By Brent Adams
North Carolina law provides that if a worker suffers a
specific traumatic incident which worsens a preexisting injury or defect in the
back, then the worker is entitled to workers' compensation benefits as a result
of the worsening of the preexisting back condition.
An example of that law arose in the case of Queen v.
Penske Corp. in this case, the worker was born with a back condition known as
lumbar spinal stenosis.
In addition to this preexisting condition, the worker
sustained a back injury at work while lifting a tire.
The North Carolina Industrial Commission ordered that the
employer pay for the employee's surgery at some point in the future. This order
was authorized by a North Carolina law, N.C.G.S. section 97-25.1 which provides
that if the Industrial Commission determines that there is a substantial risk
of the need for further surgery, the Industrial Commission may order the
payment of that future surgery. This is true even though surgery would not be
recommended at the time the order was issued.
The case was appealed to the North Carolina Court of
Appeals. The appeals court noted that even though the injured worker's doctor
said that his underlying back condition was congenital (existed at birth),
since the doctor also stated that a work related lifting incident caused the
worker's pain and would be the reason the worker would need surgery, the
doctor's testimony supported the Industrial Commission's finding and conclusion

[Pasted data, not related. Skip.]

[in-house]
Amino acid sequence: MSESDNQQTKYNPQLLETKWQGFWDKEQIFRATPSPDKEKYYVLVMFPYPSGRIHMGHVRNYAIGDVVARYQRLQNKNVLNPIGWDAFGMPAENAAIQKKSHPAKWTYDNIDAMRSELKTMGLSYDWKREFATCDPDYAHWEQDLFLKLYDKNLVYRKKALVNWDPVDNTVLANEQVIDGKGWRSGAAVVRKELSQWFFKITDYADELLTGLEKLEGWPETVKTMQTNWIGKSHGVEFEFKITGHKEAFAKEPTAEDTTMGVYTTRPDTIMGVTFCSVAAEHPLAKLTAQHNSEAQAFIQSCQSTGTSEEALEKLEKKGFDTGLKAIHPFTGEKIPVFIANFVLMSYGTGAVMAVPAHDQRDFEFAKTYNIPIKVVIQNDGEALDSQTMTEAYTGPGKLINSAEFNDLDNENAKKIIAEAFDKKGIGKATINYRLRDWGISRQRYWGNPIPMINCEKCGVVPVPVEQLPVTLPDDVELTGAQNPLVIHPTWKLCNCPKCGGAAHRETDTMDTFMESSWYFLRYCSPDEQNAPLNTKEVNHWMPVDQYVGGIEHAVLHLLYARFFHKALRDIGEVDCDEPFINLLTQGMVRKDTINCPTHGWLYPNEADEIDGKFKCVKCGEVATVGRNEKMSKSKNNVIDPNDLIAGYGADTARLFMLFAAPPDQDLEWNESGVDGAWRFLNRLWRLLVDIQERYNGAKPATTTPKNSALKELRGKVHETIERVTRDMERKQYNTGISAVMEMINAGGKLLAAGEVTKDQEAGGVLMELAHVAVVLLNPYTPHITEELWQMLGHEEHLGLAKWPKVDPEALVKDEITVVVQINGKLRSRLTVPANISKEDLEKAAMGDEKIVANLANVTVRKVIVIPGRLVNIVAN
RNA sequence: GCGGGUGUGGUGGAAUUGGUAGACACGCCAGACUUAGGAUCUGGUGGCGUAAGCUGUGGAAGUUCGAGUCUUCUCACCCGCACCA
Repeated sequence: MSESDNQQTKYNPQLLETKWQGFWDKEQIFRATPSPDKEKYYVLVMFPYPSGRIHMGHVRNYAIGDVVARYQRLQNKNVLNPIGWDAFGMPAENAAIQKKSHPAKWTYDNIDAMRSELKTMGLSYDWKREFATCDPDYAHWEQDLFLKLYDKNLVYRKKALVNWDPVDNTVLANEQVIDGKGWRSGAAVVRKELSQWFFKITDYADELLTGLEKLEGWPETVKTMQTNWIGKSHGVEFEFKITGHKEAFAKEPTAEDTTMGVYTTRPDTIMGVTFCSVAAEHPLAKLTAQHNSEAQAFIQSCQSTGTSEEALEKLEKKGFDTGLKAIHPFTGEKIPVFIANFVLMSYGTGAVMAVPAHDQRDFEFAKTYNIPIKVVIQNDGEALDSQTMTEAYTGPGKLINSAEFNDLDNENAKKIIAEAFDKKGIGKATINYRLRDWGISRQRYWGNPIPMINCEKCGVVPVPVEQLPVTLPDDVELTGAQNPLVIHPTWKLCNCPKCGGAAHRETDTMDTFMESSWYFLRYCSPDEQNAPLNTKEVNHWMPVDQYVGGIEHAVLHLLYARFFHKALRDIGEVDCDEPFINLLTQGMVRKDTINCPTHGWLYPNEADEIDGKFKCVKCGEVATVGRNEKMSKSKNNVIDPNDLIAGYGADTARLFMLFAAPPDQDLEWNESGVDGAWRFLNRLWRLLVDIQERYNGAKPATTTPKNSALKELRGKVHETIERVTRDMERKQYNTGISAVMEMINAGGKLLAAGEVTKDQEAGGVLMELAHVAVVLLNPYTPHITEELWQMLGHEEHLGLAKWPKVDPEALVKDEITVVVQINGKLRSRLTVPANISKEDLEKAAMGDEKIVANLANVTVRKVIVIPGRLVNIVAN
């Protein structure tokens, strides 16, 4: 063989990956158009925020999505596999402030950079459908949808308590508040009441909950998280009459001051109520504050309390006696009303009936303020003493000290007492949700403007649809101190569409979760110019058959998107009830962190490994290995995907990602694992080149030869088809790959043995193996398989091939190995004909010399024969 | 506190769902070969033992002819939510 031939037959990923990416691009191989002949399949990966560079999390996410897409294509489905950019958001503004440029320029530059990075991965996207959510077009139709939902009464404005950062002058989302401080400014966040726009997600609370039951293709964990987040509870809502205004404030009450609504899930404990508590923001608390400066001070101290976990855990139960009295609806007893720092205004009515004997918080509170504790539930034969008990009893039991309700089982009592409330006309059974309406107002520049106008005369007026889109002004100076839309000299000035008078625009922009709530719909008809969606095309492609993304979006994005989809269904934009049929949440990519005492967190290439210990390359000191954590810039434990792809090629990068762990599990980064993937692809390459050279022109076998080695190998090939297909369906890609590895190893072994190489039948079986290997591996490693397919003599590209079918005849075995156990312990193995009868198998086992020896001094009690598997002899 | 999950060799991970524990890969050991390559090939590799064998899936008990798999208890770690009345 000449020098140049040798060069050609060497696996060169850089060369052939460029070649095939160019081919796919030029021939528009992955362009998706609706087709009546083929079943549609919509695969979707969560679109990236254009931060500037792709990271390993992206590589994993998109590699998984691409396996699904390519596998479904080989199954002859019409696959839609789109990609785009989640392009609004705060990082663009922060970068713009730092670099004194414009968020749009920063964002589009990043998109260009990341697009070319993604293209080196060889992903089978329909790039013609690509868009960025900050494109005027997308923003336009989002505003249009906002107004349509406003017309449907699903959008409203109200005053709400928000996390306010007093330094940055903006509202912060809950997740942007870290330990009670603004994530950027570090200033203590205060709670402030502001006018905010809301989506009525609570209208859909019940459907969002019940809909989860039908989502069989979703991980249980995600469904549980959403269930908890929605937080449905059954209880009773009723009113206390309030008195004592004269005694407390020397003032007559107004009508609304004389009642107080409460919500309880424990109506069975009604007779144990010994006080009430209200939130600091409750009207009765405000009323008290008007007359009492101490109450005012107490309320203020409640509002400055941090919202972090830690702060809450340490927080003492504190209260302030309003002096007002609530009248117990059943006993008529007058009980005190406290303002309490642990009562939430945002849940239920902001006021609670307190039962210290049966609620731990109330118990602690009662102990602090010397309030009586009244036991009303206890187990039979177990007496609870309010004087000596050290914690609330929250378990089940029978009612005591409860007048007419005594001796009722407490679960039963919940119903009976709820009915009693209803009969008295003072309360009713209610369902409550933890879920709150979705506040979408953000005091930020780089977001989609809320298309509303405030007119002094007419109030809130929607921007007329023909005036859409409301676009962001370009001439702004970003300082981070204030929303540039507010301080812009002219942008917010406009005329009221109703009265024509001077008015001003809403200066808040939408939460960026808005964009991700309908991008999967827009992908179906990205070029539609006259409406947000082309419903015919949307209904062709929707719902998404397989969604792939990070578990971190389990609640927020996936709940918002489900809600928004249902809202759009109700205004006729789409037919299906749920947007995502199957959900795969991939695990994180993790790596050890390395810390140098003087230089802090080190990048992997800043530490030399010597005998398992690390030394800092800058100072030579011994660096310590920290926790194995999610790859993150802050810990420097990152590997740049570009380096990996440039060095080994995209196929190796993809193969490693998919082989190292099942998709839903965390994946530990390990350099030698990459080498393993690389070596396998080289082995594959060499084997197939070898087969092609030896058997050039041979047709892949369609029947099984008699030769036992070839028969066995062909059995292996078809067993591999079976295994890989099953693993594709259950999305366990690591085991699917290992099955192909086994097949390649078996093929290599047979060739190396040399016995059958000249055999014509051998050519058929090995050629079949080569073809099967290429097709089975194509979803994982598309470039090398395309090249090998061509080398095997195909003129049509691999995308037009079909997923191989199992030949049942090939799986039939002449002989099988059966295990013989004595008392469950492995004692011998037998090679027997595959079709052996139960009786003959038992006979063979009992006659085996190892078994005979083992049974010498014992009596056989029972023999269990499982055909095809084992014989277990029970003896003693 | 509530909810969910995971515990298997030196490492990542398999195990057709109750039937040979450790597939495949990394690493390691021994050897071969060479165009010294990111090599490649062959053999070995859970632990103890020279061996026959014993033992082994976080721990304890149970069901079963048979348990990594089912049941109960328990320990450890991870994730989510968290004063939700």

that the worker's medical expenses were related to his compensable injury.
The doctor testified as follows: "I do not know exactly
how much back trouble he had prior to the time he lifted the tire. He did not
see me for it if he had back trouble and I think that if he had no pain prior
to the time he lifted the tire and he had pain after he lifted the tire, then
it's related to lifting the tire."
The doctor also stated that if the worker had surgery: "It
would be for the lumbar spinal stenosis, which is congenital, and I think the
reason he'd have to have surgery is because that - either that got worse or he
kept injuring himself trying to do the type of work he does."
The lesson to be learned from this case is that workers
are entitled to be compensated for their on-the-job injuries even if the injury
is partially caused by a preexisting condition. If the accident or specific
traumatic incident at work exacerbates a preexisting condition, that fact would
support an order for payment of workers' compensation benefits.
For more information on this subject matter, please refer
to the section on